This is the only miracle recorded by all four Evangelists. Matthew brings it into immediate connection with John's martyrdom, while Mark links it with the Apostles' return from their first mission. His account is, as usual, full of graphic touches, while John shows more intimate knowledge of the parts played by the Apostles, and sets the whole incident in a clearer light.
I. Mark brings out the preceding events, and especially the seeking for solitude, which was baulked by popular enthusiasm. The Apostles came back to Jesus full of wondering joy, and were eager to tell what they had done and taught. Note that order, which hints that they thought more of the miracles than of the message. They were flushed and excited by success, and needed calming down even more than physical rest. So Jesus, knowing their need, bids them come with Him into healing solitude, and rest awhile.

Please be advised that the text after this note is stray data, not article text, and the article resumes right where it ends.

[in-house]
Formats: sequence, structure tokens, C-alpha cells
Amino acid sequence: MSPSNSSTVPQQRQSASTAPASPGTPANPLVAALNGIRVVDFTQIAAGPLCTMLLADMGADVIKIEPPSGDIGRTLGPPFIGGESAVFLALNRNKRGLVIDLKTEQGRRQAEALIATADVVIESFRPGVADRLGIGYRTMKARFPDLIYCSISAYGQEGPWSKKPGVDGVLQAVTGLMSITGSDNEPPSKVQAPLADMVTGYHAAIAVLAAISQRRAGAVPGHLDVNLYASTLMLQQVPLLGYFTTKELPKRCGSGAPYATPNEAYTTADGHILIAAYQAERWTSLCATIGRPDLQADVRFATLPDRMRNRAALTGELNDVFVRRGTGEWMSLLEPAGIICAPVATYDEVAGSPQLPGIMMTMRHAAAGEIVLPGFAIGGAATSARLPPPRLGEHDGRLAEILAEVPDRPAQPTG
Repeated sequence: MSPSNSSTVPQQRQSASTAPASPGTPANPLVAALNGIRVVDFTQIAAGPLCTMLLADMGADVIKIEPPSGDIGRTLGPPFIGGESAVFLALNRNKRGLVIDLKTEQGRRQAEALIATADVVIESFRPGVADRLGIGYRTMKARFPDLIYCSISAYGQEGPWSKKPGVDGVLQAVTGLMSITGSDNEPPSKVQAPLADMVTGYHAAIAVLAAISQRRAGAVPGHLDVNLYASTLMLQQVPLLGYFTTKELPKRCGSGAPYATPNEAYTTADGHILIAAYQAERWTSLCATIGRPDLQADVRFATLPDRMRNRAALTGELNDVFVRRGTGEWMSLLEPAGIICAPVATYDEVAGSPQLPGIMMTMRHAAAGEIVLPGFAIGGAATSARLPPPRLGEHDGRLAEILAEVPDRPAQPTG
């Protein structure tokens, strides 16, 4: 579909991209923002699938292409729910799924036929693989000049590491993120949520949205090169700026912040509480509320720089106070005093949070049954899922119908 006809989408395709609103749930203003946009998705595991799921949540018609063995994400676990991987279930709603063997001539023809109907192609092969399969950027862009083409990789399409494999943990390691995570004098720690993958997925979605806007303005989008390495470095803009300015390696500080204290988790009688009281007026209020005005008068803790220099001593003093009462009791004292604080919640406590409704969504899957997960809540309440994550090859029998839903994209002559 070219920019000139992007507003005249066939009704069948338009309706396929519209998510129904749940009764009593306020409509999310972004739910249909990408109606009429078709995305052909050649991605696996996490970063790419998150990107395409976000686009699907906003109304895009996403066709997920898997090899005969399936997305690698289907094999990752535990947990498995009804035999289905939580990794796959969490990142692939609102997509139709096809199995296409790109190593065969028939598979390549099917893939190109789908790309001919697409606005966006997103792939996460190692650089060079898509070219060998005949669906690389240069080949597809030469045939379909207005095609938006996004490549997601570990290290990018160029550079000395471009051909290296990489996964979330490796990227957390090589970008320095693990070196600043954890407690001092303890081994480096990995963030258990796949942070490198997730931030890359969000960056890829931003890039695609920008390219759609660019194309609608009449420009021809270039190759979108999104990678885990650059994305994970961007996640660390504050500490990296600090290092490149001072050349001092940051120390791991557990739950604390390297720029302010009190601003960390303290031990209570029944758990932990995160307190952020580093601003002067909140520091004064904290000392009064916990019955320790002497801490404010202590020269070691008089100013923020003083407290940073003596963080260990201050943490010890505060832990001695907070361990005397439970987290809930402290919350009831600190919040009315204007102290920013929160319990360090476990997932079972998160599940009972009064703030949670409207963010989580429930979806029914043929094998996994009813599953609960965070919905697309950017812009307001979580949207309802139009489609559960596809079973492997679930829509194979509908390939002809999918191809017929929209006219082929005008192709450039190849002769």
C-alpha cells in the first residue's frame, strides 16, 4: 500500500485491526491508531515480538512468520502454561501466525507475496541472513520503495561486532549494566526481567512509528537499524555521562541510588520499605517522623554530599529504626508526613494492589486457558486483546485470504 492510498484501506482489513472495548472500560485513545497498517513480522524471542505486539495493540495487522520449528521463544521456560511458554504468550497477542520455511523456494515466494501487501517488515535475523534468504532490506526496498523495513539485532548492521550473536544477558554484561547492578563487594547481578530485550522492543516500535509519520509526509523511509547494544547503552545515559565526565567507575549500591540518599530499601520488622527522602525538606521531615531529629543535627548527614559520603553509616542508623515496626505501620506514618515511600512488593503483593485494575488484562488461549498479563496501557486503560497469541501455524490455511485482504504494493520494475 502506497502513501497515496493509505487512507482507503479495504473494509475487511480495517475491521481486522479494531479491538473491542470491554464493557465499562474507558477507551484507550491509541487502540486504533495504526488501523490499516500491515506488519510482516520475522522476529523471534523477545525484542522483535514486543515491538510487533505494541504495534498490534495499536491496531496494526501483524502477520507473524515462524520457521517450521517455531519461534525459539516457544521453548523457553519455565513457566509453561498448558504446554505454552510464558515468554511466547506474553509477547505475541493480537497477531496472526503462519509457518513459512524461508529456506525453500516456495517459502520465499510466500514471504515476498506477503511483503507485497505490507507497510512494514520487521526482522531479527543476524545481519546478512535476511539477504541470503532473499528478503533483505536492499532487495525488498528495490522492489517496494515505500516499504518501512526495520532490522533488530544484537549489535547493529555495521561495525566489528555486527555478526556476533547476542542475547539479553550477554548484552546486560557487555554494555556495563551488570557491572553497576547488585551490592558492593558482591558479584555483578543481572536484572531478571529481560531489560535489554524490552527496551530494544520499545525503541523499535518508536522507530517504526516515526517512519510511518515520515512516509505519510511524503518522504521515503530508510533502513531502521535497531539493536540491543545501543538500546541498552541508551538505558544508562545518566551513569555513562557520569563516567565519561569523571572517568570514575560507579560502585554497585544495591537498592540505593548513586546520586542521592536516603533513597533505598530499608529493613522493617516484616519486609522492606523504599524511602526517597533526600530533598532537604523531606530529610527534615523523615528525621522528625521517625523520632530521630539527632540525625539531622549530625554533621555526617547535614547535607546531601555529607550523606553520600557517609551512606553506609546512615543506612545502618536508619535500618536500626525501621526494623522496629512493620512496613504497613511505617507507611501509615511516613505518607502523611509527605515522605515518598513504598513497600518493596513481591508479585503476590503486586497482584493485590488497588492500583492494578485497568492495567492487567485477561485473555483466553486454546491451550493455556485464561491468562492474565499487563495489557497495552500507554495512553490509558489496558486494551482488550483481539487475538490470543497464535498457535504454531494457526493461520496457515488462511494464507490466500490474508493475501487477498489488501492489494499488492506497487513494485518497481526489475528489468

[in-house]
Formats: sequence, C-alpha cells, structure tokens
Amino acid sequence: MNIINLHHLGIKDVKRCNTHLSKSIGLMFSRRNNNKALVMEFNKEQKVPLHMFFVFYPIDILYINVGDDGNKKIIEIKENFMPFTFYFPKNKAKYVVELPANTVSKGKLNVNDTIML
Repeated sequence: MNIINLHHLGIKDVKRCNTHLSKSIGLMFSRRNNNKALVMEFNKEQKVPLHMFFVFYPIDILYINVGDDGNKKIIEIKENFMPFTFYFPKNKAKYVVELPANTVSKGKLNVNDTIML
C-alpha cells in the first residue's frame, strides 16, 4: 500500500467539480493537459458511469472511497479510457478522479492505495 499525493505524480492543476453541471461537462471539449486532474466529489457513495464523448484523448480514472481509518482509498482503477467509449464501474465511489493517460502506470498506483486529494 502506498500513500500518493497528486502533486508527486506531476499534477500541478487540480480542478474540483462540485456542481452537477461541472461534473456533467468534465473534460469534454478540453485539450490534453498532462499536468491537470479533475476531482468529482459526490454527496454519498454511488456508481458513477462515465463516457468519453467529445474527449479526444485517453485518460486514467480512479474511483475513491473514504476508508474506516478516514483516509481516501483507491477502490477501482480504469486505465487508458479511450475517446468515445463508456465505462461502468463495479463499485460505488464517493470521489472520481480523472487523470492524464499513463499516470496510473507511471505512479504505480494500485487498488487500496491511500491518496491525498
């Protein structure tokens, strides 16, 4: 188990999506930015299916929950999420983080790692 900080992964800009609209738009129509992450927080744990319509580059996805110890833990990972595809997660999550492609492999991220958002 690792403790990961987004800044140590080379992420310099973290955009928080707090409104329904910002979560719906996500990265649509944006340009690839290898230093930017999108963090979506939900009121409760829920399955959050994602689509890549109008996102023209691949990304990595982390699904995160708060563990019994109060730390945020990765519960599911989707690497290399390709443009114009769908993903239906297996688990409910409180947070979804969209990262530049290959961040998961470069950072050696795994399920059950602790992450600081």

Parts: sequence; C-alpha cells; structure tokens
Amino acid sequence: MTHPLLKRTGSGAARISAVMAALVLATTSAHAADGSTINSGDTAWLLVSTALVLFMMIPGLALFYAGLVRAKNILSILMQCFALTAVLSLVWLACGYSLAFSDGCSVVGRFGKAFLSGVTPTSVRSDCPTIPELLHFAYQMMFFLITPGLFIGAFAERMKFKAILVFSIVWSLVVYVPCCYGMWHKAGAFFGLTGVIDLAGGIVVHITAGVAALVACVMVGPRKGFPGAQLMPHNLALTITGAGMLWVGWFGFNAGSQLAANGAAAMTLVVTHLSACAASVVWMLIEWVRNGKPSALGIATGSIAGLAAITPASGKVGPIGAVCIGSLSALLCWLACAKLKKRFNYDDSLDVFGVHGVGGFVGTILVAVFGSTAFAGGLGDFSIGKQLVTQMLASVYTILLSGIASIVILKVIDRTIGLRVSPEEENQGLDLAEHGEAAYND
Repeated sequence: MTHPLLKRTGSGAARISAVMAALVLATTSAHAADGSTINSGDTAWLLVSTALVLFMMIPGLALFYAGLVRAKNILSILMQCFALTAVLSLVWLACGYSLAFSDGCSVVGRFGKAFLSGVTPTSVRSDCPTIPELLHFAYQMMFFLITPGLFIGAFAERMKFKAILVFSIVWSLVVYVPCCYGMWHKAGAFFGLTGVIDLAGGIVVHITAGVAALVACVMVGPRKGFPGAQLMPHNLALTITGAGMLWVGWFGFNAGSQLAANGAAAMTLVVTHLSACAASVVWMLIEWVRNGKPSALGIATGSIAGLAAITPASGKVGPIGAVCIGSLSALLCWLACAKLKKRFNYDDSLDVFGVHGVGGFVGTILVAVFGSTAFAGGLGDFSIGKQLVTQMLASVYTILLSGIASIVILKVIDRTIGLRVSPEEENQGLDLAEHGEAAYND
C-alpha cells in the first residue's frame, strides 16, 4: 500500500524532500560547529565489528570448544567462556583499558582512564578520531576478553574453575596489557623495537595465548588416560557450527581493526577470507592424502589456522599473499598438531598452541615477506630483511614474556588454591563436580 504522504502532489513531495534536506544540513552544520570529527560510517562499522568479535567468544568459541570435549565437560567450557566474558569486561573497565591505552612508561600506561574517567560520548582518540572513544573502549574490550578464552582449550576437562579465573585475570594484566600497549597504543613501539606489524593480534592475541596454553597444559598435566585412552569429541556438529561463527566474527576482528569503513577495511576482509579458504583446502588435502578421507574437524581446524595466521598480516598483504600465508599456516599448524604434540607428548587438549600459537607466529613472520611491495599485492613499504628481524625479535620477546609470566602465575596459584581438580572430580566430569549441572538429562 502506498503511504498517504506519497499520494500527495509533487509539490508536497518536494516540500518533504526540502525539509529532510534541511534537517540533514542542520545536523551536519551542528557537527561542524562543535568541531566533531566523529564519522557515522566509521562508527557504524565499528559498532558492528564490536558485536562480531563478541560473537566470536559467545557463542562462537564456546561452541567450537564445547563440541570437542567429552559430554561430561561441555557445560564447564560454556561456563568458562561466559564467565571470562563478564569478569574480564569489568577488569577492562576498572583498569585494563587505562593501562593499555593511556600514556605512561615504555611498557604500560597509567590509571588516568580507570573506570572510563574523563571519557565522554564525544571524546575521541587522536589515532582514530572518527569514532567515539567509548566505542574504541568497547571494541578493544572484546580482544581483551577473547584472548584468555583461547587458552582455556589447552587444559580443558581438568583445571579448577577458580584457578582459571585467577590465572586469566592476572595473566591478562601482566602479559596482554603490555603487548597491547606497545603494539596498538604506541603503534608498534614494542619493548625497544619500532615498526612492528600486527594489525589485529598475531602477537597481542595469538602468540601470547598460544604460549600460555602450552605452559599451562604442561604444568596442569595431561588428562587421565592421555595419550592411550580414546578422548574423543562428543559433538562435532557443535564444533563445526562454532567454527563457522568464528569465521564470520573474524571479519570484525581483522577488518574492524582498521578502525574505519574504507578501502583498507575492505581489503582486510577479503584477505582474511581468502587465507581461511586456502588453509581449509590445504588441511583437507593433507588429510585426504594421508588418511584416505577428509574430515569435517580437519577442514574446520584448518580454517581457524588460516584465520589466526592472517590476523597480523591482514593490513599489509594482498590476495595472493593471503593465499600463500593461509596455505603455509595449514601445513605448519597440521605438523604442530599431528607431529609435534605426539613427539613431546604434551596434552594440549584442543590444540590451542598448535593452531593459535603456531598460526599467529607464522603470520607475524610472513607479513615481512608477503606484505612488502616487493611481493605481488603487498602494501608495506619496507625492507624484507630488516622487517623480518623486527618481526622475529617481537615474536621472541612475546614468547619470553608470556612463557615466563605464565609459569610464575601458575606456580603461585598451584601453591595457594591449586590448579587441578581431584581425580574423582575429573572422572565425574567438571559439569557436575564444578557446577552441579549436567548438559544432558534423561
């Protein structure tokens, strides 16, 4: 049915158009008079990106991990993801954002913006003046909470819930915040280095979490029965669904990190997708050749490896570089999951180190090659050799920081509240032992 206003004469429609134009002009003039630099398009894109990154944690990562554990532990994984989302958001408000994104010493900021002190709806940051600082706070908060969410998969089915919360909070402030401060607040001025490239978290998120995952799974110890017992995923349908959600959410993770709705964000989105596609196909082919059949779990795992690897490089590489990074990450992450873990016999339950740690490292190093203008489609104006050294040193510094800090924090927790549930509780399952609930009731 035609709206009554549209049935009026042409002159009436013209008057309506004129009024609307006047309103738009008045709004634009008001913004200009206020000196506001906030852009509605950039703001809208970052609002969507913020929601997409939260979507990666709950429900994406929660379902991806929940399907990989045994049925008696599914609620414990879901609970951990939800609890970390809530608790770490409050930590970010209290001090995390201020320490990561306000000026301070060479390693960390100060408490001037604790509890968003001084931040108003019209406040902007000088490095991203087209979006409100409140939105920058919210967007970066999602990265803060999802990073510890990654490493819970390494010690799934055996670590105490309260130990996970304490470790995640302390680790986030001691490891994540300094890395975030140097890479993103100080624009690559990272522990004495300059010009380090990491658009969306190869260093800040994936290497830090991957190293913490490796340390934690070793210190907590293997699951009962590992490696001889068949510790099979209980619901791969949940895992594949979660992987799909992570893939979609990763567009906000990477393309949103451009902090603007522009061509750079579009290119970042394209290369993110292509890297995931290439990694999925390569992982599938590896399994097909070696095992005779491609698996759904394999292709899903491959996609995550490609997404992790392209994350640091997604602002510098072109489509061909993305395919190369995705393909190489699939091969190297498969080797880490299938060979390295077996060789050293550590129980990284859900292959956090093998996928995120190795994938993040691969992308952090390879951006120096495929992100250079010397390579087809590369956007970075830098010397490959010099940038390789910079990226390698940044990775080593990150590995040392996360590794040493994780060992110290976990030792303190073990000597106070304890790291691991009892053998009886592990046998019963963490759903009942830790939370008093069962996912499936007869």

After any great effort, the body cries for repose, but still more does the soul's health demand quiet after exciting and successful work for Christ. Without much solitary communion with Jesus, effort for Him tends to become mechanical, and to lose the elevation of motive and the suppression of self which give it all its power. It is not wasted time which the busiest worker, confronted with the most imperative calls for service, gives to still fellowship in secret with God. There can never be too much activity in Christian work, but there is often disproportioned activity, which is too much for the amount of time given to meditation and communion. That is one reason why there is so much sowing and so little reaping in Christian work to-day.